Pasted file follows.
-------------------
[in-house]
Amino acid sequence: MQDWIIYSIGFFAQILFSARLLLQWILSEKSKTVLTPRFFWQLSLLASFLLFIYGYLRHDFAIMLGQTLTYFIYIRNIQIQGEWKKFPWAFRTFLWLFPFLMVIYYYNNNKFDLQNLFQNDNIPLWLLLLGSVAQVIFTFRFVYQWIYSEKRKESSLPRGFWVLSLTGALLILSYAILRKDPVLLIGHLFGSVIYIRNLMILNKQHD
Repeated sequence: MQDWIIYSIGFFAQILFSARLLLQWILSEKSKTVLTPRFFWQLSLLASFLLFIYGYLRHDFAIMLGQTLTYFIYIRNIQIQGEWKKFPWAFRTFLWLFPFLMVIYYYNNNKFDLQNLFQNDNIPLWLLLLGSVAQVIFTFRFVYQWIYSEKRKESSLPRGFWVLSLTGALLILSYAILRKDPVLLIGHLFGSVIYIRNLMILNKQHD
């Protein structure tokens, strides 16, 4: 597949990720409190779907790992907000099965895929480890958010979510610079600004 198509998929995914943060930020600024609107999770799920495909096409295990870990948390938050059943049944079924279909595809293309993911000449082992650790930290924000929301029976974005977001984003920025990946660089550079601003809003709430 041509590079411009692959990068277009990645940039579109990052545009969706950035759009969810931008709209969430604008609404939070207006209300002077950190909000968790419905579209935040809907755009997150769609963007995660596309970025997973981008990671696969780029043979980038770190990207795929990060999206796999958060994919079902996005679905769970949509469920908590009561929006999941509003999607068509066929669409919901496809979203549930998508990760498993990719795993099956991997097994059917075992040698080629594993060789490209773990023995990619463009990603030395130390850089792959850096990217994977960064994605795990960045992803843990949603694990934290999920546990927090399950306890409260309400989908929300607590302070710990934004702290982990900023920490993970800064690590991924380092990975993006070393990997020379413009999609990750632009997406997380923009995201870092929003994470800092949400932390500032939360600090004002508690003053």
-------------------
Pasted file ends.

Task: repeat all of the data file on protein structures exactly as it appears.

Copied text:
[in-house]
Amino acid sequence: MQDWIIYSIGFFAQILFSARLLLQWILSEKSKTVLTPRFFWQLSLLASFLLFIYGYLRHDFAIMLGQTLTYFIYIRNIQIQGEWKKFPWAFRTFLWLFPFLMVIYYYNNNKFDLQNLFQNDNIPLWLLLLGSVAQVIFTFRFVYQWIYSEKRKESSLPRGFWVLSLTGALLILSYAILRKDPVLLIGHLFGSVIYIRNLMILNKQHD
Repeated sequence: MQDWIIYSIGFFAQILFSARLLLQWILSEKSKTVLTPRFFWQLSLLASFLLFIYGYLRHDFAIMLGQTLTYFIYIRNIQIQGEWKKFPWAFRTFLWLFPFLMVIYYYNNNKFDLQNLFQNDNIPLWLLLLGSVAQVIFTFRFVYQWIYSEKRKESSLPRGFWVLSLTGALLILSYAILRKDPVLLIGHLFGSVIYIRNLMILNKQHD
């Protein structure tokens, strides 16, 4: 597949990720409190779907790992907000099965895929480890958010979510610079600004 198509998929995914943060930020600024609107999770799920495909096409295990870990948390938050059943049944079924279909595809293309993911000449082992650790930290924000929301029976974005977001984003920025990946660089550079601003809003709430 041509590079411009692959990068277009990645940039579109990052545009969706950035759009969810931008709209969430604008609404939070207006209300002077950190909000968790419905579209935040809907755009997150769609963007995660596309970025997973981008990671696969780029043979980038770190990207795929990060999206796999958060994919079902996005679905769970949509469920908590009561929006999941509003999607068509066929669409919901496809979203549930998508990760498993990719795993099956991997097994059917075992040698080629594993060789490209773990023995990619463009990603030395130390850089792959850096990217994977960064994605795990960045992803843990949603694990934290999920546990927090399950306890409260309400989908929300607590302070710990934004702290982990900023920490993970800064690590991924380092990975993006070393990997020379413009999609990750632009997406997380923009995201870092929003994470800092949400932390500032939360600090004002508690003053």